- In the original trial, everything that the pregnant women consumed was controlled, so we know exactly how much Choline each woman consumed in the third trimester; that’s rare.
- It’s also rare, in that it’s a long-term follow-up study that looked at the children 7 years after birth.
- The scientists also used the same type of test that had been used in animal Choline studies, and found the same patterns, which strengthens the findings.
Interestingly, three other studies reported on these same groups of 7-year-olds. These studies found that the potential benefits of additional Choline during the third trimester include better working memory and problem solving.
Choline study's limitations
However, the study has some limitations. The biggest limitation is the size; although the researchers used statistical methods that let them preserve the statistical power, the fact that only 20 children were included in the 7-year follow-up does reduce the reliability of the results.
How much choline should you aim for during pregnancy?
The study’s authors call for larger clinical trials to verify the findings, rather than immediately increasing the recommended daily Choline intake for pregnant moms. However, the authors do raise the concern that 450 mg/day of Choline during pregnancy may be too low to fully support the baby’s cognitive development years into the future.
So, what should you do?
Given that pregnant women only get about 70% of the current recommended daily amount of Choline, your first step might be to try to meet the current recommendation of 450 mg/day. This applies to over 90% of pregnant women in the US who aren’t meeting the daily requirement.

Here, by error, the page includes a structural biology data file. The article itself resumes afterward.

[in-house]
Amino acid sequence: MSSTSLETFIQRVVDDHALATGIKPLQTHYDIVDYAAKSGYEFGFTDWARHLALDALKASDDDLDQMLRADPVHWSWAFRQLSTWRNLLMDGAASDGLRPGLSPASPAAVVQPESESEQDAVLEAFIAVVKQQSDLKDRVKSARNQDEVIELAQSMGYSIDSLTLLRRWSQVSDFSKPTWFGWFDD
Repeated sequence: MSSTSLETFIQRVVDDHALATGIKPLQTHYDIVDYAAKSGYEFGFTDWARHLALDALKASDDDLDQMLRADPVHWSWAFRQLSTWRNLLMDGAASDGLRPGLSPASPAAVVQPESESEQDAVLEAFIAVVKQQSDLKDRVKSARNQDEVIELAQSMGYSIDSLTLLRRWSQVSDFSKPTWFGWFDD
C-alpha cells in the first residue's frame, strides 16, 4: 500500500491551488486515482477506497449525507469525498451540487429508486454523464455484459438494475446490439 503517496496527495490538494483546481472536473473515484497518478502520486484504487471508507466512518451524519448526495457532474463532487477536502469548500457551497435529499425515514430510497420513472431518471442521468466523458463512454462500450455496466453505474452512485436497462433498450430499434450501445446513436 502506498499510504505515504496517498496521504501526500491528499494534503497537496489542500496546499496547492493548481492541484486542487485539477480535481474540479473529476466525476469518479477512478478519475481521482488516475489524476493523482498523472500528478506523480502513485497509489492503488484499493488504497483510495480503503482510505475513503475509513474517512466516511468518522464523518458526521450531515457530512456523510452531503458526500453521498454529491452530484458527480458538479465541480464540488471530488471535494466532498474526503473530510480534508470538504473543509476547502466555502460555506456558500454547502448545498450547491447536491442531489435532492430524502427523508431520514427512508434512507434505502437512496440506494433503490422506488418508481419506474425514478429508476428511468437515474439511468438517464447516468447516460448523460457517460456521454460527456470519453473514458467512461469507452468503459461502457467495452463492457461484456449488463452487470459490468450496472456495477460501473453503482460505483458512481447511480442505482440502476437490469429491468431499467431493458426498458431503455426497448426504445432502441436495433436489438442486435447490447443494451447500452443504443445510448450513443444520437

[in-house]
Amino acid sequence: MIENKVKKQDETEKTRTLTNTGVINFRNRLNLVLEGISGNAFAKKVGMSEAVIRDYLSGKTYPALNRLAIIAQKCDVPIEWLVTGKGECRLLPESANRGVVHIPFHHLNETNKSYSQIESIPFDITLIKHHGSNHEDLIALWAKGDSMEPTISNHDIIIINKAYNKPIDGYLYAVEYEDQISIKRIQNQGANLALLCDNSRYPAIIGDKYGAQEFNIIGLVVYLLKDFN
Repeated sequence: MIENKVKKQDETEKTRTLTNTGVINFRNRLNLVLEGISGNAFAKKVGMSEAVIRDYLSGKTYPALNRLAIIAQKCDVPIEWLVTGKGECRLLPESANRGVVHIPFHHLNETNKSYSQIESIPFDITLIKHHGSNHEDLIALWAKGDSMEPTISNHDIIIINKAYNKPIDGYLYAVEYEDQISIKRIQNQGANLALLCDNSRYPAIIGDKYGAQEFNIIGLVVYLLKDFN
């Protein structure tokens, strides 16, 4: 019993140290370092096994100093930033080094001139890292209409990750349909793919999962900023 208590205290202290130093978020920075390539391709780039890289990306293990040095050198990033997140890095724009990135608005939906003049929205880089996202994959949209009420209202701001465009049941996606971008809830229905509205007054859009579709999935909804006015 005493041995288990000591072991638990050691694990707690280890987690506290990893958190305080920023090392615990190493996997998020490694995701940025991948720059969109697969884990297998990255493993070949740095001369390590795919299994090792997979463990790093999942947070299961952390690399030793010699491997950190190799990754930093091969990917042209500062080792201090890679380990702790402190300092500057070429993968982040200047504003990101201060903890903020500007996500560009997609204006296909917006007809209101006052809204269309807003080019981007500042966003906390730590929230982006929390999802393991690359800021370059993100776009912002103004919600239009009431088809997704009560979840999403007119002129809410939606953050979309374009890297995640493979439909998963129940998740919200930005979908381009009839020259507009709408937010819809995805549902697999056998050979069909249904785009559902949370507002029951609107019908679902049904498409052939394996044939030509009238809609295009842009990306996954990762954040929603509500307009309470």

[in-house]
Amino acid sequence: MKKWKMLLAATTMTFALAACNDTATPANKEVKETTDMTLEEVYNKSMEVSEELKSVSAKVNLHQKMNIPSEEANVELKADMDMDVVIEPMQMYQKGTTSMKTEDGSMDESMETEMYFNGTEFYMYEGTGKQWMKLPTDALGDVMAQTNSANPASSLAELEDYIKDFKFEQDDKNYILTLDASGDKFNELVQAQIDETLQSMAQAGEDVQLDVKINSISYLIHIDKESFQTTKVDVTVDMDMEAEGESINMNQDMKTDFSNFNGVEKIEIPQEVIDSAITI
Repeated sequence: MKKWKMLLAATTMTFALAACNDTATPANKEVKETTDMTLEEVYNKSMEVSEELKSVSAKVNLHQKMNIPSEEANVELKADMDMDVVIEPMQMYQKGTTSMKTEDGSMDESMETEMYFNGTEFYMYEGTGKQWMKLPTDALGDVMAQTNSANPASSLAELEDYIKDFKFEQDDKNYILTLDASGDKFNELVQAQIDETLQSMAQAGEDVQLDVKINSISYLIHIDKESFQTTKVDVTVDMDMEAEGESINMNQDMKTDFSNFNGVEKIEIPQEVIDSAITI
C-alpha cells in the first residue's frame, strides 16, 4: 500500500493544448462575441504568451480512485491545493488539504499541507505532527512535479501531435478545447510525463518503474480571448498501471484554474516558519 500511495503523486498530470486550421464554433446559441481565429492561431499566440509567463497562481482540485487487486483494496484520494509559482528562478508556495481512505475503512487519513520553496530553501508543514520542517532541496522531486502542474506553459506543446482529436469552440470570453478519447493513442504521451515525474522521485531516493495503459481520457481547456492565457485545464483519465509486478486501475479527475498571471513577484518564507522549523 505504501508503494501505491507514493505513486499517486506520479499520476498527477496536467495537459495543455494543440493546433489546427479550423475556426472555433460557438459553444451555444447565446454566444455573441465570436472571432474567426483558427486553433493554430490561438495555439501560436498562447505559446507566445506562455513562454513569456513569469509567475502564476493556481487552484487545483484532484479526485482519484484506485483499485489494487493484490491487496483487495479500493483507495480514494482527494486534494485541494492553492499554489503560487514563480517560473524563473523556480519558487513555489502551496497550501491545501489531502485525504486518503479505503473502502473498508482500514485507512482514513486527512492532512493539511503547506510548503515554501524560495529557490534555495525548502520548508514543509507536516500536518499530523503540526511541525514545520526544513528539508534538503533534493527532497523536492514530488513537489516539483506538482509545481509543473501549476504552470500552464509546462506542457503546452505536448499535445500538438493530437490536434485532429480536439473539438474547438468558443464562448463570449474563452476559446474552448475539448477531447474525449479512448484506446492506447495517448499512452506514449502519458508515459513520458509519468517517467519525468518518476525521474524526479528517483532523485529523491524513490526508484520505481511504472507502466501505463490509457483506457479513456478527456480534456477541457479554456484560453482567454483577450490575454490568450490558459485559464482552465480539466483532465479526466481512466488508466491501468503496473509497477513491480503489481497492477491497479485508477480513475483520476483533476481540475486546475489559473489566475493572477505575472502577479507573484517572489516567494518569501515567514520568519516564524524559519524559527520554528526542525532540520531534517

- Incorporate Choline-rich foods into your diet: With about 150 mg of Choline in each, eggs are a great source of Choline. Animal-derived protein, including beef, chicken and fish; dairy products like milk and yogurt; some plant-based protein like soybeans (100 mg per half cup) and kidney beans (45 mg in half a cup) are good sources of Choline as well.
- Take prenatal vitamins with Choline: It’s difficult to get even the current recommended amount of Choline from food alone. That’s why your prenatal vitamins are important. Many prenatal vitamins either don’t have Choline at all, or have a token amount under 100-150 mg/day. To make a real difference, look for prenatal vitamins with Choline amount that can bridge the gap in your intake from food.
- Get enough B vitamins and Folate: The amounts of B vitamins and Folate in your body affect your Choline levels. Make sure your intake of B vitamins and Folate are up to par.
Please reach out if you have any questions about Choline during pregnancy or when breastfeeding. We are with you.
- Title: Prenatal choline supplementation improves child sustained attention: A 7-year follow-up of a randomized controlled feeding trial
- Authors: Charlotte L. Bahnfleth, Barbara J. Strupp, Marie A. Caudill and Richard L Canfield
- Publication date: December 28, 2021 (online)
- Journal: The FASEB Journal (Journal of the Federation of American Societies for Experimental Biology)
- Study type: Randomized, double-blind controlled trial